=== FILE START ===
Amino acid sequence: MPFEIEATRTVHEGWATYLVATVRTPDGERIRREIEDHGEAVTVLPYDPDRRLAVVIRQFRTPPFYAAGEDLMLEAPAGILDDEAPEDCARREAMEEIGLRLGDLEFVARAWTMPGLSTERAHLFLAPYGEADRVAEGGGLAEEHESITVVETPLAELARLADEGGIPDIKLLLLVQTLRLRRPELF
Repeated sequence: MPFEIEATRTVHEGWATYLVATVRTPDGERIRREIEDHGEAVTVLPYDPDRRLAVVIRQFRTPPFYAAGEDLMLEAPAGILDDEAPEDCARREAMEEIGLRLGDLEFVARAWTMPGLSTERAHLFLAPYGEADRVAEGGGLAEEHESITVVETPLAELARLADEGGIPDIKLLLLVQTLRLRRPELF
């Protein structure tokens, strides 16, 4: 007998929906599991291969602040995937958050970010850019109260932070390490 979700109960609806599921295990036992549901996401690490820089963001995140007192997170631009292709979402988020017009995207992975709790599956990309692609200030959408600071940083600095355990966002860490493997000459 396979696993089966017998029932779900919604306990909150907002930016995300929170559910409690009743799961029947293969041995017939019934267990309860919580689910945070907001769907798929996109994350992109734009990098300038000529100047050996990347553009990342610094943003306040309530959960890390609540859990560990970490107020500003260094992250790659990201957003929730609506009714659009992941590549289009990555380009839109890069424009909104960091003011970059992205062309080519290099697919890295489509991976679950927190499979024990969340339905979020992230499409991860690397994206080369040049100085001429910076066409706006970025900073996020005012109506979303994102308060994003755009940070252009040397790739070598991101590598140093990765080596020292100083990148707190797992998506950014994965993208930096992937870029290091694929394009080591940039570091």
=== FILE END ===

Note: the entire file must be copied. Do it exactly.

Amino acid sequence: MPFEIEATRTVHEGWATYLVATVRTPDGERIRREIEDHGEAVTVLPYDPDRRLAVVIRQFRTPPFYAAGEDLMLEAPAGILDDEAPEDCARREAMEEIGLRLGDLEFVARAWTMPGLSTERAHLFLAPYGEADRVAEGGGLAEEHESITVVETPLAELARLADEGGIPDIKLLLLVQTLRLRRPELF
Repeated sequence: MPFEIEATRTVHEGWATYLVATVRTPDGERIRREIEDHGEAVTVLPYDPDRRLAVVIRQFRTPPFYAAGEDLMLEAPAGILDDEAPEDCARREAMEEIGLRLGDLEFVARAWTMPGLSTERAHLFLAPYGEADRVAEGGGLAEEHESITVVETPLAELARLADEGGIPDIKLLLLVQTLRLRRPELF
């Protein structure tokens, strides 16, 4: 007998929906599991291969602040995937958050970010850019109260932070390490 979700109960609806599921295990036992549901996401690490820089963001995140007192997170631009292709979402988020017009995207992975709790599956990309692609200030959408600071940083600095355990966002860490493997000459 396979696993089966017998029932779900919604306990909150907002930016995300929170559910409690009743799961029947293969041995017939019934267990309860919580689910945070907001769907798929996109994350992109734009990098300038000529100047050996990347553009990342610094943003306040309530959960890390609540859990560990970490107020500003260094992250790659990201957003929730609506009714659009992941590549289009990555380009839109890069424009909104960091003011970059992205062309080519290099697919890295489509991976679950927190499979024990969340339905979020992230499409991860690397994206080369040049100085001429910076066409706006970025900073996020005012109506979303994102308060994003755009940070252009040397790739070598991101590598140093990765080596020292100083990148707190797992998506950014994965993208930096992937870029290091694929394009080591940039570091």